Howe Gelb has always done things differently. He’s one of those artists who is constantly traipsing within his own boundary-less creative labyrinth — recreating songs of his past, releasing albums every year, playing with friends in side projects, changing his band names every few years.
It’d be easy to write about his 2005 project, Arizona Amp and Alternator. Their bio is a poem by Gelb that starts off with the lines: “this band has no members/ no memberships is loud anymore. It is mostly a place to get things fixed.” The poem eventually ends with the chorus from his song “Arizona Amp and Alternator,” which is performed and reworked in the album no less than four times. The band did not widely publicize the members involved. M. Ward sings. Scout Niblett has a bizarre thirty second feature. Grandaddy is on a few tracks. There’s a creepy boy-girl duet cover of “Baby It’s Cold Outside.” The band doesn’t have a website anymore and they’ve long since disappeared as Gelb moved onto his next project.
As good as Arizona Amp… is, 2006’s ’Sno Angel Like You is my favorite stop on the career path of the musical enigma that is Howe Gelb. In 2003, Gelb was at an Ottawa blues festival and found himself playing between two gospel bands at a Baptist church. They inspired him to the point that he wanted to create a gospel album that day. So he went back to the church later to catch the band again and recruited them to be an integral part of his new album.
Gelb stands out from other musicians because he definitively owns his world — with a dusty, rambling folk croon that sometimes unexpectedly finds it’s way home to washy noise freak-outs. Yet even with his omnipresent voice and style, it never feels like he has guest musicians on his collaborative records. His contributors always come off more as musical partners with whom he has a shared intimate working relationship.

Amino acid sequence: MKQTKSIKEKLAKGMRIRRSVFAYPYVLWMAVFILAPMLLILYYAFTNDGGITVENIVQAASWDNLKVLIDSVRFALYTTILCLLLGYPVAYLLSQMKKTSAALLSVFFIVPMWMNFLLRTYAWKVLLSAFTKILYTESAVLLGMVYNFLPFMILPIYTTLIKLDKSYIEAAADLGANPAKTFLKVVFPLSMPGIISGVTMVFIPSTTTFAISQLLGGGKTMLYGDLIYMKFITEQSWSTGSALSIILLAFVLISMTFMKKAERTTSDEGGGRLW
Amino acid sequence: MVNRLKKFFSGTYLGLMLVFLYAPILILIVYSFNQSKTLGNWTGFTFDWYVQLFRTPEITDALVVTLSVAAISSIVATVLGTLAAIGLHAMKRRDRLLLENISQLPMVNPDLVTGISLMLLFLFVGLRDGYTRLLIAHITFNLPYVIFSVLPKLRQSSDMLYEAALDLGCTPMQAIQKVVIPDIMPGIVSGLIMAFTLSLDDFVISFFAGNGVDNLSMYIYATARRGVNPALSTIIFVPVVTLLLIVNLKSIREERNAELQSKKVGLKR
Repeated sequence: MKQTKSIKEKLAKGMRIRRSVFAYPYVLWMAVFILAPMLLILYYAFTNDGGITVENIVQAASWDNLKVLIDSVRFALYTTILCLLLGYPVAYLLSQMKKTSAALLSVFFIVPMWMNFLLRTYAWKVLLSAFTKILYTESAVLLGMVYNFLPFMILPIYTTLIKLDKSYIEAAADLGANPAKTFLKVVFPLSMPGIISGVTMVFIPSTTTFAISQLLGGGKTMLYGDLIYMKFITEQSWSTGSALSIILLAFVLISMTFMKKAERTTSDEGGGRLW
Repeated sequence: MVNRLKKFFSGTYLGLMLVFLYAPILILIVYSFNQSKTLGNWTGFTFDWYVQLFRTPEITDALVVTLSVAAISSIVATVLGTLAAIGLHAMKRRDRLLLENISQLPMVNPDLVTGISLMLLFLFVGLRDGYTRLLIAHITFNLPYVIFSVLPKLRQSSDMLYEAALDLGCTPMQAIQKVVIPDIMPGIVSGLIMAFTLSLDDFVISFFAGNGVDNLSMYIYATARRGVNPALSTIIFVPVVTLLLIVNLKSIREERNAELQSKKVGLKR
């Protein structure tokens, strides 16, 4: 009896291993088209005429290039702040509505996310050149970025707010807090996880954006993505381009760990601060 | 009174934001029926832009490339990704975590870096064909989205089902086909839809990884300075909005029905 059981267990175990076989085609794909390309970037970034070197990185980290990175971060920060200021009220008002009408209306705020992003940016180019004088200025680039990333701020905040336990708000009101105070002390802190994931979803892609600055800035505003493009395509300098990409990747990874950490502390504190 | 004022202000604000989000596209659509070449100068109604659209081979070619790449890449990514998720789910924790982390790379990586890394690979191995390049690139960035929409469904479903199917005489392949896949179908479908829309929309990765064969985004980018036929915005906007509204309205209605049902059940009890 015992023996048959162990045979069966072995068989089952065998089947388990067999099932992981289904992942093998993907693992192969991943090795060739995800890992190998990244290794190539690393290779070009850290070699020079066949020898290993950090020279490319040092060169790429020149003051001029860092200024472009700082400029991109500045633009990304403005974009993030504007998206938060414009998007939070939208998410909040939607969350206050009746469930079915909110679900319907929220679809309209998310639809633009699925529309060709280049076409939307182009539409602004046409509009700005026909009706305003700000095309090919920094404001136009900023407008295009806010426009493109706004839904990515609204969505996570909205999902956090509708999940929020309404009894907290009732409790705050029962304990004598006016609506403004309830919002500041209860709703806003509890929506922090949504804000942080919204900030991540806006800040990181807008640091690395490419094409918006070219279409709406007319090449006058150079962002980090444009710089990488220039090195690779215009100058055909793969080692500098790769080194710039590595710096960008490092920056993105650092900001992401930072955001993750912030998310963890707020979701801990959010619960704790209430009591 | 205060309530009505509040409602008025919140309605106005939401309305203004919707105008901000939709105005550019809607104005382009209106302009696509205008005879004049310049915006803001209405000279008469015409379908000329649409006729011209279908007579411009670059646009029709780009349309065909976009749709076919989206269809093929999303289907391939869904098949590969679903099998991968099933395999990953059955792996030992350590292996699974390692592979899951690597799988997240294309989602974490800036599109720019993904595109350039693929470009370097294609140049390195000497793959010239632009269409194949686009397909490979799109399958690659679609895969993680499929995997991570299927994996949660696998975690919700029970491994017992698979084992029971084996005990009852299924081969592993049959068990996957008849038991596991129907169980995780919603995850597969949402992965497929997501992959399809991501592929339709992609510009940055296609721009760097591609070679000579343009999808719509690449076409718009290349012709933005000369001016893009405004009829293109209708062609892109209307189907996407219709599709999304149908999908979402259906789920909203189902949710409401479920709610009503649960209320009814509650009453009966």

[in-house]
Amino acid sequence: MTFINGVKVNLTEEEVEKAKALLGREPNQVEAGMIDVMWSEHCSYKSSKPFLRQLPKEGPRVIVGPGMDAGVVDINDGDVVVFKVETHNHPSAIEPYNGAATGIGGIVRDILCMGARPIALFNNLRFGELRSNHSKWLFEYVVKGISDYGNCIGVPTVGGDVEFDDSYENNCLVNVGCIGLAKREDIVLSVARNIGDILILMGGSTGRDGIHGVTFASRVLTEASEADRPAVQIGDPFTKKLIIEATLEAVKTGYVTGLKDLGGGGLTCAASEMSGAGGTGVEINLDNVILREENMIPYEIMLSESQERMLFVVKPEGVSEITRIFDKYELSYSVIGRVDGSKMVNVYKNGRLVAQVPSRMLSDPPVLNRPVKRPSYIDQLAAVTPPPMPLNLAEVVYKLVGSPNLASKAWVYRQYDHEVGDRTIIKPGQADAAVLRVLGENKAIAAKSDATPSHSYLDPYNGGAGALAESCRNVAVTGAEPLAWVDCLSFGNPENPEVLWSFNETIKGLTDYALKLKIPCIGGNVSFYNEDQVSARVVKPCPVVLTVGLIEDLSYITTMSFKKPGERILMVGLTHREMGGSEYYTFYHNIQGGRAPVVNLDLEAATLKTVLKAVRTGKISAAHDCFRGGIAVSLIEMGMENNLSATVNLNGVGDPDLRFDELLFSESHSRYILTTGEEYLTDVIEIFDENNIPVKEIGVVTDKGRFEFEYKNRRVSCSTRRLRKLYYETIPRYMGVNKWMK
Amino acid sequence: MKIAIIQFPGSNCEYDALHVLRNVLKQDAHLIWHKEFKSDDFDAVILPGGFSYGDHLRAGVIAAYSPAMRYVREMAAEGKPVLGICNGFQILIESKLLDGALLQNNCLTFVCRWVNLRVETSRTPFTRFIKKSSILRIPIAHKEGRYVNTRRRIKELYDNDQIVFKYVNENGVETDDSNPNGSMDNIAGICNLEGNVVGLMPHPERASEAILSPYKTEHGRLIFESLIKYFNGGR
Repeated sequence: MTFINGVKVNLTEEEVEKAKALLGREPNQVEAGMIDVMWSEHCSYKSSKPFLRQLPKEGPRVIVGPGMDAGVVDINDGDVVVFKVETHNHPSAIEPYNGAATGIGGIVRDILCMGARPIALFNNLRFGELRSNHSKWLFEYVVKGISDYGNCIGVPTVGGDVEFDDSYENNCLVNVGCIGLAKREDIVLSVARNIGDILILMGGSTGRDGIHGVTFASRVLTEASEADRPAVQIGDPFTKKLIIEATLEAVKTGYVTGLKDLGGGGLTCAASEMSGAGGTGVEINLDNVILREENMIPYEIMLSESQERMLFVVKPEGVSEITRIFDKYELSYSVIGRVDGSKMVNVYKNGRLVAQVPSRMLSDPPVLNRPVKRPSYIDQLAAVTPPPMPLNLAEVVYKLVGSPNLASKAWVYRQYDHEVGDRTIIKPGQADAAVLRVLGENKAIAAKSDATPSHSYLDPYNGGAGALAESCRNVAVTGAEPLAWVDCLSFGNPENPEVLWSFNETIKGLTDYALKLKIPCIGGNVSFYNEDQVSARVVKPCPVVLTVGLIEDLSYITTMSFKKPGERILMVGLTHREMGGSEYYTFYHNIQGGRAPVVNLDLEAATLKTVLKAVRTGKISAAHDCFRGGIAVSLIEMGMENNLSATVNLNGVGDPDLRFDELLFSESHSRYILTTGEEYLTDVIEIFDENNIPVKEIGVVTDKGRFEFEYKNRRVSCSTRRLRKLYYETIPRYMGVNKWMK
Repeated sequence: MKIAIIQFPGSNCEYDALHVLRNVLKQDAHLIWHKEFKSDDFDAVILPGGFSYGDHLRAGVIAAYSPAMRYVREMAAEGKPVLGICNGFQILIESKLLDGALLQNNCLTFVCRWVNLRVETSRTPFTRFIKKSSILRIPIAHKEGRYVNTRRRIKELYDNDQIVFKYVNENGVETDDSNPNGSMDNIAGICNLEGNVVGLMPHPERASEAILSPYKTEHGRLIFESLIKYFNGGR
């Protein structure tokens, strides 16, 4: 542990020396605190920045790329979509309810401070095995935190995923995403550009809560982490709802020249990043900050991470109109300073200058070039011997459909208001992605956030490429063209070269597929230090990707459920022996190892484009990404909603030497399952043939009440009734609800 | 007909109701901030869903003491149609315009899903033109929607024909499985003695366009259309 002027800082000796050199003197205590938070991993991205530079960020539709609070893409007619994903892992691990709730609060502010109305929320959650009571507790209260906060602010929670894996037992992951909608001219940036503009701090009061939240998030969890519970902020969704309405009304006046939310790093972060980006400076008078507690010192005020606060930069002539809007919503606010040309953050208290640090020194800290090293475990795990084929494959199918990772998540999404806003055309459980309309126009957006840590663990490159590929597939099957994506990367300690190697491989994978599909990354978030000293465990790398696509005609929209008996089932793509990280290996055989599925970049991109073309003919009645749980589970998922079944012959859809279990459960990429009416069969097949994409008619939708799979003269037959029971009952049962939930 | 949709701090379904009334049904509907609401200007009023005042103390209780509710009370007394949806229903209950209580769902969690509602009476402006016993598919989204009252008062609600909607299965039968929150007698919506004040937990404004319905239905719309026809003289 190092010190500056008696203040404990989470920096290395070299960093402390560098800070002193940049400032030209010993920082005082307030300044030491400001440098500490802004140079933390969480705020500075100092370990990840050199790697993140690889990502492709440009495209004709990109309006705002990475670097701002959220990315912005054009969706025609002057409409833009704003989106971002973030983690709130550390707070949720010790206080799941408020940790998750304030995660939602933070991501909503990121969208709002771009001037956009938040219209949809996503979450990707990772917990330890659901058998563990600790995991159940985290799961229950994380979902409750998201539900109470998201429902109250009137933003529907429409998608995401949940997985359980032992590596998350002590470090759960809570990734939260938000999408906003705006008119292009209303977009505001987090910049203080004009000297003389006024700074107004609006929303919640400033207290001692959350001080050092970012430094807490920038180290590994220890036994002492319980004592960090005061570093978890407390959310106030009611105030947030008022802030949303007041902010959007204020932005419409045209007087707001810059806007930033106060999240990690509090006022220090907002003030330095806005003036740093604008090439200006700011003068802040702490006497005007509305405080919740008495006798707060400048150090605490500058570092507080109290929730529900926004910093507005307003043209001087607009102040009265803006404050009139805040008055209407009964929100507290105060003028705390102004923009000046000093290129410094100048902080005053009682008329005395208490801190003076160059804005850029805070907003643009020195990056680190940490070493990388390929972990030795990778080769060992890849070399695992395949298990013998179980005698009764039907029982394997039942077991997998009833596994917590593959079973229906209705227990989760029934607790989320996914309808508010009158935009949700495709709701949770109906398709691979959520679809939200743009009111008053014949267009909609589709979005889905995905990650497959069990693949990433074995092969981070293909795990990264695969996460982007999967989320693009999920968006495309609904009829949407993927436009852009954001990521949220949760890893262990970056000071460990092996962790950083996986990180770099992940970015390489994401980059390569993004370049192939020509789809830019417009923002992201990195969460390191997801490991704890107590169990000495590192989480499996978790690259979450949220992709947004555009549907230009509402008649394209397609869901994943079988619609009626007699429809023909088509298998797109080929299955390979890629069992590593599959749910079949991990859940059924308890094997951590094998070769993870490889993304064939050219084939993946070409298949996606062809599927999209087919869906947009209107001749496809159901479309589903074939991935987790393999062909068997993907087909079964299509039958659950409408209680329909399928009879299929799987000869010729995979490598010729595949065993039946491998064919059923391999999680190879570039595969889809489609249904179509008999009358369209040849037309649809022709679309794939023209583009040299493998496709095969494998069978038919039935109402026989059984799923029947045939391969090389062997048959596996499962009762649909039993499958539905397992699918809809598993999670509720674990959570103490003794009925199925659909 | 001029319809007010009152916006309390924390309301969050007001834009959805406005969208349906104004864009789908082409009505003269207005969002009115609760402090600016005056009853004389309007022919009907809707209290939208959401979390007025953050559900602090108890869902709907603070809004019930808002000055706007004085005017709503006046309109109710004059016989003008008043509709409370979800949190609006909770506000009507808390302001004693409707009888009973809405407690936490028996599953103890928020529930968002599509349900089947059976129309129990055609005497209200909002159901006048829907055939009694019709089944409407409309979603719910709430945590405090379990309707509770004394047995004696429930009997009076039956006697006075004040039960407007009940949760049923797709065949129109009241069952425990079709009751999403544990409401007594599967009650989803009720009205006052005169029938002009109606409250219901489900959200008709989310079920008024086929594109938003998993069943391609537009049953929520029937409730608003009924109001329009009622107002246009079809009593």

The kind of soulful folk standouts you’d expect from the album are mostly collected in the first side. Setting the tone, opener “Get To Leave” was recorded as a Giant Sand song fifteen years earlier. “Hey Man” and “Love Knows (No Borders)” are some of the slower-burning highlights. “But I Did Not” and “Paradise Here Abouts” both engage with driving rhythm sections and call-and-response choir vocals. The album is full of highlights though. The songs exist within the album’s own terms.
In 2009, Gelb released a live version of the album, while his newest features Gypsy musicians and was recorded on a rooftop in Spain over the last few years. Looking through the overall career arc of Gelb, this kind of thing is no longer surprising. Rather it’s part of the naturally evolving role he has as an artist — shifting genres, defying conventions, and spinning the web of his diverse creative endeavors.